taking the words of Jesus seriously

“You’ve got to think of people first,” he said in defense of yet another blatant assault on the environment in the name of creature comforts.

I was stunned to hear this cynical, reductive, and (self) destructive philosophy from an old friend who identified himself as a Christian and who was proud of his documented Native ancestry.

To him, the collapse of ecosystems, weather-related crop failures, catastrophes, and unprecedented species extinctions were justified, if not necessary, sacrifices for even further human use, profit, and exploitation.

Thinking of “people first” strikes me as the ultimate primal state of humanity. Who among us does not consider their own status, safety, or condition before anyone — or anything — else? What else has been the precursor to every war, every empire’s collapse, every relationship implosion?

The first, and probably most difficult, transition for every infant (and many adults) is to acknowledge the innate value and necessity of those outside of and beyond ourselves. This conversation reminded me of one of the many forgotten Christian acronyms – JOY: Jesus, Others, Yourself. This abbreviation is way to keep in mind not only the priorities a believer should embrace, but which draws the person of faith ever deeper and stronger into an ever-renewing faith. And JOY is what makes that faith ever more solid and appealing, if not irresistible.

This is the Good News the world needs. Not more comforts, conveniences, and distractions, but more integrity, humility, sacrifice, and compassion.

“People first” becomes all too easily “my people first,” and eventually “me first.” This philosophy, one could argue, led Adam and Eve to pick that forbidden fruit.

­­­When every species — from salmon to bees, to elephants and butterflies — only acts as maw for the fury and appetites of people, and every landscape from the Everglades, to the Amazon, to glaciers suffers at our hands, we have clearly lost our way when it comes to the Genesis mandate to care for creation.

In Genesis, people are clearly NOT the first thing God “thinks” of. People are created on the sixth day, and they are commanded to “think” about — and care for — the rest of creation. It was their failure to put the needs of creation ahead of their own that led them to rationalize the choice that led to the Fall.

Our divine calling is nothing less than the restoration of our original place in God’s creation. Nothing is more revolutionary or healing or essential or available to each one of us.

But if your intention is to justify every act of predation, violence, exploitation, dehumanization, slavery, abuse, and destruction, I can think of no better philosophy than “think of people first” to prioritize one’s people, one’s needs, one’s impulses, one’s fantasies and one’s appetites.

However, our primary biblical mandate is to care for creation and by doing so, honoring our Creator. Our core identity, according to Genesis, is to care for and participate in creation. The created world should be improved by our hand upon it.

We violate God’s command, our own place in creation, and our relationship with every living thing when we abandon the divine order and put our own will above God’s.

But I do understand the appeal of “think of people first.” It has that irresistible hiss of Eden’s slithery tempter as he makes the argument that will win every time: “Do it for yourself. You deserve it. You can be like God. You are better than those people.”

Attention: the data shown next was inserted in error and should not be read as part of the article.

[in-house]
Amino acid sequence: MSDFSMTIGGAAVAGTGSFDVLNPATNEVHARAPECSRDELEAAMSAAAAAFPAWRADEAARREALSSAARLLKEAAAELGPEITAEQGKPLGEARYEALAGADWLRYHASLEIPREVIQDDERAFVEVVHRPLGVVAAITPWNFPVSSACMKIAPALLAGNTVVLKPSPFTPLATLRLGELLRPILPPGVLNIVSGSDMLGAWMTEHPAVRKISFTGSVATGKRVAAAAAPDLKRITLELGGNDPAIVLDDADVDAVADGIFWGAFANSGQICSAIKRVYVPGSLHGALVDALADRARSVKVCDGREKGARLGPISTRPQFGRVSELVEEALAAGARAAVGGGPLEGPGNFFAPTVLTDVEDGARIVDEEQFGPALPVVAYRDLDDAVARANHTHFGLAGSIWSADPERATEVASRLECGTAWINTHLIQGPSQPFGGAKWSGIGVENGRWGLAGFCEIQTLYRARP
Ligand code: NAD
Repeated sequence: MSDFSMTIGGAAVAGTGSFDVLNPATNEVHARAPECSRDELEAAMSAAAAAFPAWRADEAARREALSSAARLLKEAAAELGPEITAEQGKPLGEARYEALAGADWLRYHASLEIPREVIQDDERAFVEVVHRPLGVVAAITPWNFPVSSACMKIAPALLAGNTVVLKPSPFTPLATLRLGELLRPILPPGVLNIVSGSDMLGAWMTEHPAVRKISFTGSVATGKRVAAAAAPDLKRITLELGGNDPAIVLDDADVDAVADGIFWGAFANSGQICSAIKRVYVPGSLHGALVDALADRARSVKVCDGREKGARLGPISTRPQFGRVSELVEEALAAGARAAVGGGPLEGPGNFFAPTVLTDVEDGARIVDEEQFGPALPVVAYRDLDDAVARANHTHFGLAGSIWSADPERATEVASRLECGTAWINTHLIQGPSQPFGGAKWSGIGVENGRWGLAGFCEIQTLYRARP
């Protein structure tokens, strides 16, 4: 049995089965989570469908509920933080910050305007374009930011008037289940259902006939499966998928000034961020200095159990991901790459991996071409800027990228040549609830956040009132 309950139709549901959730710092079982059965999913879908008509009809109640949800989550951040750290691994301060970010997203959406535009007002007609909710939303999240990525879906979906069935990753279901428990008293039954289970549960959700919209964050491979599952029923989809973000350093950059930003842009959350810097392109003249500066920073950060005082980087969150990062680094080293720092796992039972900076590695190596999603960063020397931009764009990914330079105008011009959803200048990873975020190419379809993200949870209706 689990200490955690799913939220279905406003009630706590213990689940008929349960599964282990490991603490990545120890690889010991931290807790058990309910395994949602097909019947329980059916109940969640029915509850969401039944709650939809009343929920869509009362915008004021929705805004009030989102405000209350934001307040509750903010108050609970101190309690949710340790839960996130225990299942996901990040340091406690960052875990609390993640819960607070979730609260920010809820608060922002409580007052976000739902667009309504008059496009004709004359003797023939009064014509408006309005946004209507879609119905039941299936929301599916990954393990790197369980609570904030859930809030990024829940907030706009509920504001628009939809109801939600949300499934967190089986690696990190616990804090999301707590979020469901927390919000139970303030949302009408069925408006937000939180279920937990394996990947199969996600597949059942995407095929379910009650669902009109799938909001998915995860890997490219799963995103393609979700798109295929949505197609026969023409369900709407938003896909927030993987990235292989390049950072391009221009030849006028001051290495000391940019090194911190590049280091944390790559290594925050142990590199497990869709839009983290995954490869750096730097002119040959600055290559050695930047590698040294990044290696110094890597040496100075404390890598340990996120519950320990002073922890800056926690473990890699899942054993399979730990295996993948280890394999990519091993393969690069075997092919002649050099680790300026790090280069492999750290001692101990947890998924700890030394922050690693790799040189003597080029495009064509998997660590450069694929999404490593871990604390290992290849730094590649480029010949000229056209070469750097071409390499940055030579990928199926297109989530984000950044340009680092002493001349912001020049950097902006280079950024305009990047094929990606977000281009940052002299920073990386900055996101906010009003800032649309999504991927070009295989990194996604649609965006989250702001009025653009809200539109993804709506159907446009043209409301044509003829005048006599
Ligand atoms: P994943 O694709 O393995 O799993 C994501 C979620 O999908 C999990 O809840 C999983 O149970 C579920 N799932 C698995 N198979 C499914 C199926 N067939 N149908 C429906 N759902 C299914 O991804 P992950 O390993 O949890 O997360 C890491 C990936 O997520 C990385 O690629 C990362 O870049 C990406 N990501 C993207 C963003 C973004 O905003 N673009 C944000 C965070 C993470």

What could be more attractive, even like heaven, to some than conquest without consequences, ravaging and defiling without judgment, murdering and assaulting with eternal impunity? It’s heaven for some and hell for many.

Yet, no philosophy will make us more miserable, create more toxic relationships, and leave us ever more dissatisfied — no matter how many toys or conquests we acquire.

Making ourselves the center and purpose of God’s creation is humanity’s favorite and most compelling heresy. Nothing else makes us smaller, emptier, more destructive, and more worthy of our own destruction — and more eager to work for it.

Human arrogance and self-destruction defines our history. But honoring God’s calling on our lives and putting God and all of creation ahead of our own fantasies of power and control, defines our fullest destiny.

Like the most foolish of children, we have exchanged our enduring glory for vanity and empty promises. You’d think we would have learned by now. But no, that first temptation still sings for us.

“My will be done” is the slogan of the rapist, the bully, the molester, the despot, and the trafficker. Its plural form, “Our will be done,” is the rallying cry of the imperial invader, state-sanctioned murderer, and colonizer.

But “Thy will be done” is the theme of those who restore, protect, and lift up others. The ones who seek out the broken — not to exploit, but to heal. And in that healing and restoration, find their own.

About The Author


Faith is not a formula. And I wouldn't even use the word 'relationship' - and probably not the metaphor of 'a journey'. The older I get, the more it seems that faith is a process - a determined focus on listening to the eternal, sifting out the noise and distractions and becoming closer with each breath and each word, to the fullness - and emptiness - of the pulse, hand and purpose of our Creator, which, ultimately brings us where we belong. I'm a teacher and writer, which really means that I am a listener and I share what I see and hear.

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